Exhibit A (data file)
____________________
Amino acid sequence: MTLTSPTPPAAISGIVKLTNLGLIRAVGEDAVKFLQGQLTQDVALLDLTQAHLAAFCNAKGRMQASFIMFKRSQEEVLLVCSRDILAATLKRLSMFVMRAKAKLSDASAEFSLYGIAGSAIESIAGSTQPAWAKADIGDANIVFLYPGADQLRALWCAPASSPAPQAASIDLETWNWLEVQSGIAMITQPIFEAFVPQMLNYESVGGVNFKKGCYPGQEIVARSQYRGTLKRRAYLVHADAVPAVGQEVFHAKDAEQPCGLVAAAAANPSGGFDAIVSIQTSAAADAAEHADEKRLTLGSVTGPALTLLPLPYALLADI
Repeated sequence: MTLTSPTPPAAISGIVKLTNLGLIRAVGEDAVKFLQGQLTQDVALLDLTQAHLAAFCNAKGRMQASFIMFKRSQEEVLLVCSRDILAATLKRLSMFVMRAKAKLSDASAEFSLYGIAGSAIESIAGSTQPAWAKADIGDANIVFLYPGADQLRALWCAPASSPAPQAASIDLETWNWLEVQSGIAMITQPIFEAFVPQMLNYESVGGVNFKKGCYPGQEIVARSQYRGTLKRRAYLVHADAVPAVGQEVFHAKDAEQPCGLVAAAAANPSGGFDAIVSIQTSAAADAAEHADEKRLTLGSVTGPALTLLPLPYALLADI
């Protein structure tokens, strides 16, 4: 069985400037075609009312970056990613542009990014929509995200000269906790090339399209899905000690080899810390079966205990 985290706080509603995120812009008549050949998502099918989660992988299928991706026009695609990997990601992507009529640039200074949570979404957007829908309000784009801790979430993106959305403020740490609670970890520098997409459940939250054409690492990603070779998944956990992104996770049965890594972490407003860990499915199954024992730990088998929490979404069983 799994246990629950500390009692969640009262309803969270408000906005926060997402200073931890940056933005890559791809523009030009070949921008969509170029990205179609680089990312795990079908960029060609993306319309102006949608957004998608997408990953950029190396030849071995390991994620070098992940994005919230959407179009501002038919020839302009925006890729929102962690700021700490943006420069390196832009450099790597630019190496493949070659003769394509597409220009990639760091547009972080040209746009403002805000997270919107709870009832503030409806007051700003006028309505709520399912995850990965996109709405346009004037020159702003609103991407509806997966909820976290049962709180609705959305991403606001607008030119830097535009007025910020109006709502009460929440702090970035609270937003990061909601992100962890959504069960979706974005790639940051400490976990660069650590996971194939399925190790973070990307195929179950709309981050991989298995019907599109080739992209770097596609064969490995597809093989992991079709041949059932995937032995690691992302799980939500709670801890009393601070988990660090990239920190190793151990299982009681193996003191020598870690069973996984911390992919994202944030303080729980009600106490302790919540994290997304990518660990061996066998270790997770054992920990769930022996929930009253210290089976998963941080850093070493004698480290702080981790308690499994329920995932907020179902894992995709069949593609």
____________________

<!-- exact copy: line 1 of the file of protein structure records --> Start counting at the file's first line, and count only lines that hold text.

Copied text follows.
Amino acid sequence: MTLTSPTPPAAISGIVKLTNLGLIRAVGEDAVKFLQGQLTQDVALLDLTQAHLAAFCNAKGRMQASFIMFKRSQEEVLLVCSRDILAATLKRLSMFVMRAKAKLSDASAEFSLYGIAGSAIESIAGSTQPAWAKADIGDANIVFLYPGADQLRALWCAPASSPAPQAASIDLETWNWLEVQSGIAMITQPIFEAFVPQMLNYESVGGVNFKKGCYPGQEIVARSQYRGTLKRRAYLVHADAVPAVGQEVFHAKDAEQPCGLVAAAAANPSGGFDAIVSIQTSAAADAAEHADEKRLTLGSVTGPALTLLPLPYALLADI